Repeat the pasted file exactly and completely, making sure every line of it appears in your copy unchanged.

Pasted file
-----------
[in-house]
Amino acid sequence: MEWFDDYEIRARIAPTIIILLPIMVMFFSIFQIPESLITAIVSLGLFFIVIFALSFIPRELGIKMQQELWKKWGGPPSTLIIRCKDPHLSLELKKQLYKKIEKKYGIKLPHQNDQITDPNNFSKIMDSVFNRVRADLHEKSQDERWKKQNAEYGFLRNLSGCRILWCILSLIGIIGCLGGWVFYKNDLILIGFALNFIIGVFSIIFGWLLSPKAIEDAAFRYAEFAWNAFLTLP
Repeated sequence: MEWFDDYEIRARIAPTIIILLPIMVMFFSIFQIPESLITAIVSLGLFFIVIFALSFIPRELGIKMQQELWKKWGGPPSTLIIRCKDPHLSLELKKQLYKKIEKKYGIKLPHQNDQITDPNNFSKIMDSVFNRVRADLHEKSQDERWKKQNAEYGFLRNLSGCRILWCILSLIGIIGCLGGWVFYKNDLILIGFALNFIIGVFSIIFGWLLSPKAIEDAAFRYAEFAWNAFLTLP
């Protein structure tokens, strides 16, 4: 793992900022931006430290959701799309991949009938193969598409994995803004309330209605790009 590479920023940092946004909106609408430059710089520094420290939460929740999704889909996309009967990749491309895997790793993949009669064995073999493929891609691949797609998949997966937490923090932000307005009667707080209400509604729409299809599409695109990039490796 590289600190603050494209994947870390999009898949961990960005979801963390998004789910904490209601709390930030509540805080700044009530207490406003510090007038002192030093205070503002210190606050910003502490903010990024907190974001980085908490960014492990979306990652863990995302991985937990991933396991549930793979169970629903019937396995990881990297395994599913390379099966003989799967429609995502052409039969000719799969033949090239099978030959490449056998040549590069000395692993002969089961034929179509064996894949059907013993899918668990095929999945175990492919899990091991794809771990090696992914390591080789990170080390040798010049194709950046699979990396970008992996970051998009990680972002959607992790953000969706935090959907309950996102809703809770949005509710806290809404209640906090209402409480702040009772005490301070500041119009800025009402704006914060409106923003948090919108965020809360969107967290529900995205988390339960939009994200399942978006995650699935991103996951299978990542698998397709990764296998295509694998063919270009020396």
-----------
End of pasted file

[in-house]
Amino acid sequence: MEWFDDYEIRARIAPTIIILLPIMVMFFSIFQIPESLITAIVSLGLFFIVIFALSFIPRELGIKMQQELWKKWGGPPSTLIIRCKDPHLSLELKKQLYKKIEKKYGIKLPHQNDQITDPNNFSKIMDSVFNRVRADLHEKSQDERWKKQNAEYGFLRNLSGCRILWCILSLIGIIGCLGGWVFYKNDLILIGFALNFIIGVFSIIFGWLLSPKAIEDAAFRYAEFAWNAFLTLP
Repeated sequence: MEWFDDYEIRARIAPTIIILLPIMVMFFSIFQIPESLITAIVSLGLFFIVIFALSFIPRELGIKMQQELWKKWGGPPSTLIIRCKDPHLSLELKKQLYKKIEKKYGIKLPHQNDQITDPNNFSKIMDSVFNRVRADLHEKSQDERWKKQNAEYGFLRNLSGCRILWCILSLIGIIGCLGGWVFYKNDLILIGFALNFIIGVFSIIFGWLLSPKAIEDAAFRYAEFAWNAFLTLP
């Protein structure tokens, strides 16, 4: 793992900022931006430290959701799309991949009938193969598409994995803004309330209605790009 590479920023940092946004909106609408430059710089520094420290939460929740999704889909996309009967990749491309895997790793993949009669064995073999493929891609691949797609998949997966937490923090932000307005009667707080209400509604729409299809599409695109990039490796 590289600190603050494209994947870390999009898949961990960005979801963390998004789910904490209601709390930030509540805080700044009530207490406003510090007038002192030093205070503002210190606050910003502490903010990024907190974001980085908490960014492990979306990652863990995302991985937990991933396991549930793979169970629903019937396995990881990297395994599913390379099966003989799967429609995502052409039969000719799969033949090239099978030959490449056998040549590069000395692993002969089961034929179509064996894949059907013993899918668990095929999945175990492919899990091991794809771990090696992914390591080789990170080390040798010049194709950046699979990396970008992996970051998009990680972002959607992790953000969706935090959907309950996102809703809770949005509710806290809404209640906090209402409480702040009772005490301070500041119009800025009402704006914060409106923003948090919108965020809360969107967290529900995205988390339960939009994200399942978006995650699935991103996951299978990542698998397709990764296998295509694998063919270009020396």